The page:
From publishers to self-publishing: The disruptive effects of digitalisation on the book industry

Authors : Morten Hviid, Sabine Jacques, Sofia Izquierdo Sanchez

This paper explores the structure of the book publishing industry post-digitalisation. We argue that the introduction of successful e-book readers has belatedly given digitalisation the characteristics of a disruptive technology by making self-publishing a serious option for authors.

This has been supported by the entry of new types of intermediaries and the
strengthening of others. These changes have reduced the overall complexities for an author to get a book self-published.

As a result, a larger share of the surplus from the book industry is likely going to authors, explaining the significant increase in the supply of books. The potential over-supply of books has created a new problem by making consumer search more difficult.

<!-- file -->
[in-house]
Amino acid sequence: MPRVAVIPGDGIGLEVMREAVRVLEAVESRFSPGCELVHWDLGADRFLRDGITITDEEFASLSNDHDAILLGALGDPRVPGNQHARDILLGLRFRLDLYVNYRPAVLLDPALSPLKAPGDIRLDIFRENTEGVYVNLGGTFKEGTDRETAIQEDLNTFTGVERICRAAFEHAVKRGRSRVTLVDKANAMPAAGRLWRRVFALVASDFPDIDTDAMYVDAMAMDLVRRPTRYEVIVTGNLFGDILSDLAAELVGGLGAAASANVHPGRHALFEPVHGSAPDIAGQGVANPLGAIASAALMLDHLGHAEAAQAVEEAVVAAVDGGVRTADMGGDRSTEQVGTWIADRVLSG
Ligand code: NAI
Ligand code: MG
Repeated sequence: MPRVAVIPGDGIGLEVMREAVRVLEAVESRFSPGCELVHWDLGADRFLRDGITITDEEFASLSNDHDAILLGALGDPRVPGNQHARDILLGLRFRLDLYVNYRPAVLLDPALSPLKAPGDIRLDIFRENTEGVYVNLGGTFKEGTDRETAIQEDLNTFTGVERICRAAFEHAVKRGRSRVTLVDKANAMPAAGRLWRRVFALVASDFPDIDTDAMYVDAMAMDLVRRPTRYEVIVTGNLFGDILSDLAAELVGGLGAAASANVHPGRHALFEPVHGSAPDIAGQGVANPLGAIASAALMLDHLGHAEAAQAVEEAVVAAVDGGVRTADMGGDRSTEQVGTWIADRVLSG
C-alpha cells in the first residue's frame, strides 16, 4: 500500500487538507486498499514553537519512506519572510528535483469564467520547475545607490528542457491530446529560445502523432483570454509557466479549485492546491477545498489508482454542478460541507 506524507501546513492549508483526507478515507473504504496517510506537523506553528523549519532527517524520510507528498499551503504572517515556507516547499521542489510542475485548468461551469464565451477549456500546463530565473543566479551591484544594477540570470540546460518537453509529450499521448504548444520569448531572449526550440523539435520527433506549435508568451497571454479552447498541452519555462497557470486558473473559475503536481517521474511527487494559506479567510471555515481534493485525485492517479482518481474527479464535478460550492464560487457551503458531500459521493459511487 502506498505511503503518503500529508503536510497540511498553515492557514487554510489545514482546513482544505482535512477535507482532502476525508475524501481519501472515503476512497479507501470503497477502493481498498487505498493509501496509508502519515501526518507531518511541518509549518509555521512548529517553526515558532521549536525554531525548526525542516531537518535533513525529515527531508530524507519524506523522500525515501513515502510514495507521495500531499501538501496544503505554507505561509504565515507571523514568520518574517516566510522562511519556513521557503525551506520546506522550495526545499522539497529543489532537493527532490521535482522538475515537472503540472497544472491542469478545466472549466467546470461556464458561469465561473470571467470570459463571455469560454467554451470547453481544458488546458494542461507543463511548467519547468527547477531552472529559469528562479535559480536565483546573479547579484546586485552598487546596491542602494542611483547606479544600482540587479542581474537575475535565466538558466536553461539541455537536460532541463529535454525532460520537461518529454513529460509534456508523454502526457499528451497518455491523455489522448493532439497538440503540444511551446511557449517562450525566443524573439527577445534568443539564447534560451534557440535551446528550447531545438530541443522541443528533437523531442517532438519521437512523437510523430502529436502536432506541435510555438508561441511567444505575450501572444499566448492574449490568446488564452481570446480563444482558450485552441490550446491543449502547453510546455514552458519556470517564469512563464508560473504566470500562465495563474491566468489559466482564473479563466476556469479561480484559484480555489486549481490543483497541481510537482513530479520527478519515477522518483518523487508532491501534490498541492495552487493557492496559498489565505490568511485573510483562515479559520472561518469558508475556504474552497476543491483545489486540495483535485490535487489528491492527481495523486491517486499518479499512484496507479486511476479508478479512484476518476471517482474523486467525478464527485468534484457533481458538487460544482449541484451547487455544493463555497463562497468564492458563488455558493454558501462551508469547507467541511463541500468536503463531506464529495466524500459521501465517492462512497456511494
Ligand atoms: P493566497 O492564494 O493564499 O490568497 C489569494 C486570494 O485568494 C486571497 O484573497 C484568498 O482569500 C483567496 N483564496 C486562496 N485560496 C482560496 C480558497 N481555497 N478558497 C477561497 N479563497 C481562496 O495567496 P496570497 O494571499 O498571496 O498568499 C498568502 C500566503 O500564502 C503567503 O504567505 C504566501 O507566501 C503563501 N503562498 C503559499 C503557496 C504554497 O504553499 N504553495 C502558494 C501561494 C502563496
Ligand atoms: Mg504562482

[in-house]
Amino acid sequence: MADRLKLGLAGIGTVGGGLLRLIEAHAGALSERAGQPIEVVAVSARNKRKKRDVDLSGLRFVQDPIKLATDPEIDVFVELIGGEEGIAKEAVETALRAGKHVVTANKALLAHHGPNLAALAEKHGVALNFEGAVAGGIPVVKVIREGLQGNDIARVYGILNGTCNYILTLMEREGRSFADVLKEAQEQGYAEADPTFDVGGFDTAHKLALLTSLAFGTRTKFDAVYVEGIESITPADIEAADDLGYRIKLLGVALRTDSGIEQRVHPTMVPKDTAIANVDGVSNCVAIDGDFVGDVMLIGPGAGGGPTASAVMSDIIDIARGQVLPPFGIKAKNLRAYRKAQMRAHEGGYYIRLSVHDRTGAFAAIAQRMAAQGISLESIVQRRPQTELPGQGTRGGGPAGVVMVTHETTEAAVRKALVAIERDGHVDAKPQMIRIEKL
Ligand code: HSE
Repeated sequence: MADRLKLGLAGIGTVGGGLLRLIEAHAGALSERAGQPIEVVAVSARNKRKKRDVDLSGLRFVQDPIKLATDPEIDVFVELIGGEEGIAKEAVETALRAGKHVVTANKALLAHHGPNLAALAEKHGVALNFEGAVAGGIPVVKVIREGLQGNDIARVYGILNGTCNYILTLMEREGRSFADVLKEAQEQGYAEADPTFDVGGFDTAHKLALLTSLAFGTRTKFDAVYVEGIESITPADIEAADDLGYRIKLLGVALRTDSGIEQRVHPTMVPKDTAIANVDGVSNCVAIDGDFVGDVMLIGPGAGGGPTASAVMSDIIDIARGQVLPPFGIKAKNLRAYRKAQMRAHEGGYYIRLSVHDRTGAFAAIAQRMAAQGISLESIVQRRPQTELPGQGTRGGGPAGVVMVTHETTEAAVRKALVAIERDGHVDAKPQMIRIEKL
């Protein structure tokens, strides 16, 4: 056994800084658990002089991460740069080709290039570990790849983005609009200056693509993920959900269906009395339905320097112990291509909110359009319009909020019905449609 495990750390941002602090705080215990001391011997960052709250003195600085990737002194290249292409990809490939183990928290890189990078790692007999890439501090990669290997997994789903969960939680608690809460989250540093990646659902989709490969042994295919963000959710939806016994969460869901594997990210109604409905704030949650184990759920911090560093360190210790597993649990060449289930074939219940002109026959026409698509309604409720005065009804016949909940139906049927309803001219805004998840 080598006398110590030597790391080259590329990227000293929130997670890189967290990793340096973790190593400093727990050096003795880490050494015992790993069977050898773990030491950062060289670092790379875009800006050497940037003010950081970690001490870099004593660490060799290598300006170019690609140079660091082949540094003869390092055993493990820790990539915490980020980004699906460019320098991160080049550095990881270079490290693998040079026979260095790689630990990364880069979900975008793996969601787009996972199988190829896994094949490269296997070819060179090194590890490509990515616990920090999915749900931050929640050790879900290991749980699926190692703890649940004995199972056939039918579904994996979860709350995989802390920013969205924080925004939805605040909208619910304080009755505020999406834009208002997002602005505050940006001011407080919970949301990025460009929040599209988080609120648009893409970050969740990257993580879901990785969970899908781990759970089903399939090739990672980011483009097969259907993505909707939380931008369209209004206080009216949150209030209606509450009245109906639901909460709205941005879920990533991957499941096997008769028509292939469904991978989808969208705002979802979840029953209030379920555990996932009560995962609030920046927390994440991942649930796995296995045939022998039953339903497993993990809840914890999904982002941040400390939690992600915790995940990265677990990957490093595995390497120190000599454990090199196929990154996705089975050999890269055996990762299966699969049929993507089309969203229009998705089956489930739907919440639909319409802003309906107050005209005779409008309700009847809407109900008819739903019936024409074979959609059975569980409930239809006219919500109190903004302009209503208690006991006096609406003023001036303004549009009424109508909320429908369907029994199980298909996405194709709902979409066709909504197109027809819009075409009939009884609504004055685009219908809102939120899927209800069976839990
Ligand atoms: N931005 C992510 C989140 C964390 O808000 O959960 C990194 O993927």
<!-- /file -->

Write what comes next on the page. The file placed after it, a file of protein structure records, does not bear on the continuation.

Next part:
We argue that digitalisation has shifted the potential market failure from inadequate supply of books to asymmetric information about quality.

It remains to be seen whether the market will provide appropriate intermediaries to solve the associated asymmetric information problem and, if not, what appropriate interventions should be contemplated.


Stage Five Book Publishing

Author : Joseph J. Esposito

In order for university presses to ensure their financial success, they have to become innovators: Simply cutting expenses will get them nowhere. The key area for innovation for presses today (a point they share with all other book publishers) is in the area of marketing.

The five stages of book publishing outlined here describe the arc as publishers move from the traditional model (where print books were sold mostly in bookstores and to libraries) through a range of developments using online media, culminating in new forms of subscription marketing.

Among the assumptions for this strategy are: publishers will increasingly seek direct relationships with their readers, often bypassing libraries; publishers will have to become experts in metadata creation in order to make their publications discoverable online; and publishers, even university presses, will begin to create customer databases and become concerned about the life cycles of their customers.